Those are normal headphone wires.
- The colored strands are copper insulated in a colored lacquer.
- The core of each wire is a string (for strength as copper wire is not all that strong - especially not when it is as thin as this stuff.)
- The combination of the very fine copper strands and the string makes for a very flexible wire that can stand being pulled on.
You can't strip the insulation off like you would with normal wire.
You would normally use a solder pot to strip and tin the wires all in one go.
A hobbyist won't have a solder pot handy, but you can still solder the wires.
Turn your soldering iron up hotter than normal. About 350°C (670°F,) maybe higher.
Get a big blob of solder on the tip of your iron:
- Poke the end of a wire into the solder:
The hot solder will melt the insulating lacquer and remove it.
- Once the very tip of the wire has solder on it, push the wire through the solder from the side to strip and tin a couple of millimeters of wire:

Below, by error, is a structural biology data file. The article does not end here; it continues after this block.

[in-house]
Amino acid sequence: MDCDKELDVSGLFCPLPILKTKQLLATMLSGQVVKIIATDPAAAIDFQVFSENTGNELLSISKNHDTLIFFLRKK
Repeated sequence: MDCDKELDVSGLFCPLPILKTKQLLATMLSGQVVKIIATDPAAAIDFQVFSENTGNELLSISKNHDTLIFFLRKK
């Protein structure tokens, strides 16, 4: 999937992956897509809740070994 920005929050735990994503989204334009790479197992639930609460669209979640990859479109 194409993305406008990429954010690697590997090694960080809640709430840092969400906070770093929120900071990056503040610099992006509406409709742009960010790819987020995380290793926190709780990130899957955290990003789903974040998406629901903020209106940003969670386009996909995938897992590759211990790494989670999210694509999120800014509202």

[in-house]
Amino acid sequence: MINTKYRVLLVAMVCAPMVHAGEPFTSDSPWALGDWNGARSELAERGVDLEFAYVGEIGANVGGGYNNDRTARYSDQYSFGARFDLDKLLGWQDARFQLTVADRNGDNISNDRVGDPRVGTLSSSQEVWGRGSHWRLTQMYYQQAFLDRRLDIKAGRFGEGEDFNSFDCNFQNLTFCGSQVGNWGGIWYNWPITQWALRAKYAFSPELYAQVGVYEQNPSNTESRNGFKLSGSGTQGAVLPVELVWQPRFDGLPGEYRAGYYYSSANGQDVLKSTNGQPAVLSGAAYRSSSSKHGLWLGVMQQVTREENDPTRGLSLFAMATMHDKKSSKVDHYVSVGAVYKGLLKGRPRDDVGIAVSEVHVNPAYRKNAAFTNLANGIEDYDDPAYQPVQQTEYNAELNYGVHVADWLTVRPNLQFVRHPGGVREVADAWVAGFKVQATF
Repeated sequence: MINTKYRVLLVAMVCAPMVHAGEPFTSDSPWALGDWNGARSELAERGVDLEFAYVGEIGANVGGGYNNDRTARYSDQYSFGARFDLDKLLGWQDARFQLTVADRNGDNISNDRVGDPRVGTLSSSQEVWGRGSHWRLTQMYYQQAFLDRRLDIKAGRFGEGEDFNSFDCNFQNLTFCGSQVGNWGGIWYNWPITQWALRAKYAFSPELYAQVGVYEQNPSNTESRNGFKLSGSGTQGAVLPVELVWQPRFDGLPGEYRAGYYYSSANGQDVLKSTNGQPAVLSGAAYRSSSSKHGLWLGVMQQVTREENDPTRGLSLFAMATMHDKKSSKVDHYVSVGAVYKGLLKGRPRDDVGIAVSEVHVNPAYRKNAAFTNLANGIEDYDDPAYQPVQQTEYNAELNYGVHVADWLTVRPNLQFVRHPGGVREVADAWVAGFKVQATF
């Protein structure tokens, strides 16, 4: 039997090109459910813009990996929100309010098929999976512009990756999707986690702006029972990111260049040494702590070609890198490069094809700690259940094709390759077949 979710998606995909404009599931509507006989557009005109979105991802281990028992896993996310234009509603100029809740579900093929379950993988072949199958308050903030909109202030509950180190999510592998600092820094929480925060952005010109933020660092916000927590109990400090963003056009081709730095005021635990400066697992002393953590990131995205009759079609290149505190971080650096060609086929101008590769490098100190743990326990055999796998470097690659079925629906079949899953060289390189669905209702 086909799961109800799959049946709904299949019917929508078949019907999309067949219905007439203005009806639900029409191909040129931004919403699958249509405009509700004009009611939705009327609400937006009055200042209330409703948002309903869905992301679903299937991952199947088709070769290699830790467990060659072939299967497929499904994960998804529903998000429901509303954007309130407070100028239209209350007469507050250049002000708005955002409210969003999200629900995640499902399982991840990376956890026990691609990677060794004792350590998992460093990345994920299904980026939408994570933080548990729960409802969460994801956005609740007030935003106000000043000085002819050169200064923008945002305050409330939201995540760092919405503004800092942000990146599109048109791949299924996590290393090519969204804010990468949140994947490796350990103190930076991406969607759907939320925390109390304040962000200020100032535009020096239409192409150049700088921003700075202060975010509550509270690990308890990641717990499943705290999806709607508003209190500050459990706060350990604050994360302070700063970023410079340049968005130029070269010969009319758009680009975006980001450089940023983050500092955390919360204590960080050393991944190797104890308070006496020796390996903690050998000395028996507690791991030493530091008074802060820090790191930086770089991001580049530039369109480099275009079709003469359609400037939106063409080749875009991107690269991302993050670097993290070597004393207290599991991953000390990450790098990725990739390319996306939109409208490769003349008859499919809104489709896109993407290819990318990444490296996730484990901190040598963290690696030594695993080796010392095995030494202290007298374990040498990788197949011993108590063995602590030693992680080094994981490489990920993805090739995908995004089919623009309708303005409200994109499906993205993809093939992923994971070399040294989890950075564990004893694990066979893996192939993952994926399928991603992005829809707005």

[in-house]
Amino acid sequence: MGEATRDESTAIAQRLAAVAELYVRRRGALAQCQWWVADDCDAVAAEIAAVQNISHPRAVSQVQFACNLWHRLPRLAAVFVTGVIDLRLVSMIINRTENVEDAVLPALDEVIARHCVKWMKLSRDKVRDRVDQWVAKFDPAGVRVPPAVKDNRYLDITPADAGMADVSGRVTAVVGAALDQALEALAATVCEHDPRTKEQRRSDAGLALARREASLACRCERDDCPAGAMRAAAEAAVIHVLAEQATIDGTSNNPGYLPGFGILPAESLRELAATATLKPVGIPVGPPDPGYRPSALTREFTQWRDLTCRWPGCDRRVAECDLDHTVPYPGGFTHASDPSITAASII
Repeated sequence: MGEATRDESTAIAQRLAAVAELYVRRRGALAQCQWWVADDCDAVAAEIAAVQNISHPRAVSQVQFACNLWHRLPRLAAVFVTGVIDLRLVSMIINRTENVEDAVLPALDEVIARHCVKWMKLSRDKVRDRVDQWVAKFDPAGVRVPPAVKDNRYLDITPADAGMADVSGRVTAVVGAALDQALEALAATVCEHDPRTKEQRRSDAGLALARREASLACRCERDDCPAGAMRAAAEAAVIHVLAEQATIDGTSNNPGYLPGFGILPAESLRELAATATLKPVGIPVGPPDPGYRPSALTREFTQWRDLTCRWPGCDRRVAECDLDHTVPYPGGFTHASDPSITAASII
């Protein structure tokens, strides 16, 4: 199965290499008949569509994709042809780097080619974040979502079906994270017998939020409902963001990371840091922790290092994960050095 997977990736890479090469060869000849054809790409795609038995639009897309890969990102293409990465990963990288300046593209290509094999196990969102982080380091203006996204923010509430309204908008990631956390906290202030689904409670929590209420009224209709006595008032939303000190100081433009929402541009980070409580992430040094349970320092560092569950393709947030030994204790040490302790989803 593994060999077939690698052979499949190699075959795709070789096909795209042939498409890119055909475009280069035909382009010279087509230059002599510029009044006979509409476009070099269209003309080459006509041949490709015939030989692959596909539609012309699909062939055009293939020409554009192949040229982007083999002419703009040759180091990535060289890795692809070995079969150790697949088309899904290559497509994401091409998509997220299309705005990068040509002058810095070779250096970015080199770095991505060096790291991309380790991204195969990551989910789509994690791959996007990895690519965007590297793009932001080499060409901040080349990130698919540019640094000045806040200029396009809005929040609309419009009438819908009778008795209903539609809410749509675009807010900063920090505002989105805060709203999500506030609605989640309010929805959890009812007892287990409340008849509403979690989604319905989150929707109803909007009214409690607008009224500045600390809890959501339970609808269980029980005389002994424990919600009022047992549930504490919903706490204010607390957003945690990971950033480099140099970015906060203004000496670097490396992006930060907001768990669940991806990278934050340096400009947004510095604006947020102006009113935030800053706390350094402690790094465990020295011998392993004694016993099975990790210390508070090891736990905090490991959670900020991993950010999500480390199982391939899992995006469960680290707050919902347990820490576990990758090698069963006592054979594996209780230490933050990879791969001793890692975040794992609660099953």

It helps to have the solder standing by so that you can add solder as you are working with the wire.
- You will end up with stripped and tinned wires that have a bit of burned lacquer at the transition from lacquer to tin:
Even the copper colored wire is insulated with lacquer - clear, in that case.
- Strip and tin all of the wires, then solder them to the pins of the new plug:
Once you have the wires tinned, turn the soldering iron temperature back down to normal (270°C or 520°F) to solder the connections.
As happens, I was working on a blog post on this very subject when your question came up. I haven't published the post yet - I just finished making and preparing 37 photos for it and haven't written any of the text yet.
If you need a guide to replacing the plug on an Android headset, I've finished the blog post. You can read it here.